According to the law, Arabs become refugees twice: First in 1948 when they lost their property in West Jerusalem and again today when evicted from their homes in East Jerusalem. In stark contrast, Jews receive double compensation: First, when they moved into homes previously owned by Arabs in West Jerusalem (as compensation for property lost in East Jerusalem); Second, when they reclaim their original East Jerusalem properties by evicting Arab families. (In reality, it is not descendants of the original Jewish owners who receive the properties, but rather “Judaification” activists who have acquired title to the property, often through unethical government cooperation, as we will see below.)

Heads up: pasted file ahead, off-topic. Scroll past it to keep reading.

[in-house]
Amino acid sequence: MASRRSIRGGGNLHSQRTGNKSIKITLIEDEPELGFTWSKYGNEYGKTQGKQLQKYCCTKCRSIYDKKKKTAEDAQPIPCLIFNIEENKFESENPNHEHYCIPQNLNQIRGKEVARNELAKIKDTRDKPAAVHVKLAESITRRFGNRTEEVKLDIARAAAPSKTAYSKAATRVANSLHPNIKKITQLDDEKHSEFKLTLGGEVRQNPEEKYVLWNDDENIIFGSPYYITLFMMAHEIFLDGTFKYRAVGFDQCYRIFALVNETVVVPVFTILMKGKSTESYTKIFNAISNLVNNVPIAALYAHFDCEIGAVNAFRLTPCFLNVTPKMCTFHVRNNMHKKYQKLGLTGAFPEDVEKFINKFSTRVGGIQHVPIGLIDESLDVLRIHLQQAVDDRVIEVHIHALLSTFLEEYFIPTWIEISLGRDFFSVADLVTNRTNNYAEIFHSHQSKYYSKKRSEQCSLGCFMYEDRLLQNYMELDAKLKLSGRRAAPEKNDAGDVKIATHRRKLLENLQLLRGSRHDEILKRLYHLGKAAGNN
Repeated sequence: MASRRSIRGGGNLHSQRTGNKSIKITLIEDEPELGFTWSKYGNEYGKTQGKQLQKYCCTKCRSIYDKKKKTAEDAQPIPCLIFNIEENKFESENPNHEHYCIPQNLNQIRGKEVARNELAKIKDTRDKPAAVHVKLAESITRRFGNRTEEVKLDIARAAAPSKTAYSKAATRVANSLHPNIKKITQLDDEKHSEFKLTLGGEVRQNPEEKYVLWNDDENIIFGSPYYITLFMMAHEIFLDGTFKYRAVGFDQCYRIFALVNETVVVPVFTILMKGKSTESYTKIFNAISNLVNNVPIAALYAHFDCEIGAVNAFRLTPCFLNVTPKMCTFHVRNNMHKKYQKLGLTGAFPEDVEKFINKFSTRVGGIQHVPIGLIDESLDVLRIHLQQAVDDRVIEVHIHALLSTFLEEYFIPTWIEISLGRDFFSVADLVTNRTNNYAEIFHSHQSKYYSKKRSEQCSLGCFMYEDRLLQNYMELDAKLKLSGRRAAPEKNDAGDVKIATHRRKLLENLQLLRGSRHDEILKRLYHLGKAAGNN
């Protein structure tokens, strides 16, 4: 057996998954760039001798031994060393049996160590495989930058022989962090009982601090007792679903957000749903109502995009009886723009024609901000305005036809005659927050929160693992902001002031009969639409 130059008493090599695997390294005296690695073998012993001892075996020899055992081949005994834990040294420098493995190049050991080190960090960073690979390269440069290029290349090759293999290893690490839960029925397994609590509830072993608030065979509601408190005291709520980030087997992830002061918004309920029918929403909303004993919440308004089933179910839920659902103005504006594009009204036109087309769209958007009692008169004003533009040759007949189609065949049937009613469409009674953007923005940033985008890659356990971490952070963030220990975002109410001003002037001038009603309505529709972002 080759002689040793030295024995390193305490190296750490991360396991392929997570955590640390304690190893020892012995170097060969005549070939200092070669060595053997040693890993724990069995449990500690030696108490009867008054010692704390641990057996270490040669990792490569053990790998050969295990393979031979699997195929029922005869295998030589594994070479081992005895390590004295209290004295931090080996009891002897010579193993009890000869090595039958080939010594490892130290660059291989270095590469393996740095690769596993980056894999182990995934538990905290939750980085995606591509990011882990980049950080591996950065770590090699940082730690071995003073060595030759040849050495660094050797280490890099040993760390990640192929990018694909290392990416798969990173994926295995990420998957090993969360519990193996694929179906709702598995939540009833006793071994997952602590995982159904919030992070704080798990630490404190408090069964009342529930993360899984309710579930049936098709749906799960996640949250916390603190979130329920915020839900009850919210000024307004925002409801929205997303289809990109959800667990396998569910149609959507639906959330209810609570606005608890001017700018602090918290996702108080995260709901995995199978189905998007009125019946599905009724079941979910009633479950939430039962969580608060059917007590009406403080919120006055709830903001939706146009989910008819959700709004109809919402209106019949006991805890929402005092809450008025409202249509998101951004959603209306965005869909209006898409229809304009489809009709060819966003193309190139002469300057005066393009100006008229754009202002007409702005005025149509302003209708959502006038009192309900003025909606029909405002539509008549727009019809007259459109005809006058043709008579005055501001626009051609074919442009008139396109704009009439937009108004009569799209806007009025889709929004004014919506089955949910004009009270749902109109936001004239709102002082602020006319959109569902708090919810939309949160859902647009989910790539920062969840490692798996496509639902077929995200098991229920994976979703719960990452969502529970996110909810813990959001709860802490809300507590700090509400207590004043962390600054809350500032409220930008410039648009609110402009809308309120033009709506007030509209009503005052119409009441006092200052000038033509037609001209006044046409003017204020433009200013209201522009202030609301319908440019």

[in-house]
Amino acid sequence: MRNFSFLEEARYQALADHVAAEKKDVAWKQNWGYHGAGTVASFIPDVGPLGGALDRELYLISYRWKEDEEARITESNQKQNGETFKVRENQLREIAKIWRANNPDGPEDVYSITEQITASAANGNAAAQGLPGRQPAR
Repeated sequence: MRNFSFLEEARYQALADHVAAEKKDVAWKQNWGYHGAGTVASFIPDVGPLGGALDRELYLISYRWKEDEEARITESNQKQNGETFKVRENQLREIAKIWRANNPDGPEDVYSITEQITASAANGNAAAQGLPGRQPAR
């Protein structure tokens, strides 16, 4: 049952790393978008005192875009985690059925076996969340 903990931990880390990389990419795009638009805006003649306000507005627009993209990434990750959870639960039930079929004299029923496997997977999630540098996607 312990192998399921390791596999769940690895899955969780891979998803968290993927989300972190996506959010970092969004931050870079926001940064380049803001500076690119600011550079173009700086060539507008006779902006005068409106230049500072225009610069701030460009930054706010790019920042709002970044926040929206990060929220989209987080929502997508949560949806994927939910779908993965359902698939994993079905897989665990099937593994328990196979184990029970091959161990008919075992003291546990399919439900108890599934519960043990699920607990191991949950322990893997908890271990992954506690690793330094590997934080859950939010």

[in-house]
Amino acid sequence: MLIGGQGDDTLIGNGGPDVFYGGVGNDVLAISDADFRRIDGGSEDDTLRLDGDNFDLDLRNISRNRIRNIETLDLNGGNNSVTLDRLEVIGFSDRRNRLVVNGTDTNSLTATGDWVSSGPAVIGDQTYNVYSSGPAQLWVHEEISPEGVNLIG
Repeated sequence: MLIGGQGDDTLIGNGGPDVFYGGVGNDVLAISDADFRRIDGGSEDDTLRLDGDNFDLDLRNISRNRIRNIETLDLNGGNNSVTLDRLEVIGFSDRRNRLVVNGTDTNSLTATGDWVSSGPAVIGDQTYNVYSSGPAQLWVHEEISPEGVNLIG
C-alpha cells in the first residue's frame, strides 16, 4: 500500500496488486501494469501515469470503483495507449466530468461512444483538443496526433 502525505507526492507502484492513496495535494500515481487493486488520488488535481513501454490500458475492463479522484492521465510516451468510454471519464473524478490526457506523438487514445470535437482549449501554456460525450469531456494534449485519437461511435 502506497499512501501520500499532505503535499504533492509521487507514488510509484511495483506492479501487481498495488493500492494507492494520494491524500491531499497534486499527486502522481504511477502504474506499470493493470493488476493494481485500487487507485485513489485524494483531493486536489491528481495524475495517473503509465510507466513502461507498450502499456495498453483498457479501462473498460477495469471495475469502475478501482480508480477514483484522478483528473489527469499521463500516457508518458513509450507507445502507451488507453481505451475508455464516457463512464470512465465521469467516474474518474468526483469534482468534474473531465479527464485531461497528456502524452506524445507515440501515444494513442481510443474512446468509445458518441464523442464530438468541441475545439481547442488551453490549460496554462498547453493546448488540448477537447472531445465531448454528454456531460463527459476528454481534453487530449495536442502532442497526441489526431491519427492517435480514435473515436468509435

The second area is government policy. Numerous Israeli government bodies actively seek to evict families who are members of the ethnic-national minority in the city in order to replace them with members of the ethnic-national majority. There are many well documented examples of unethical cooperation between government bodies and private organizations seeking to “Judaize” Arab neighborhoods.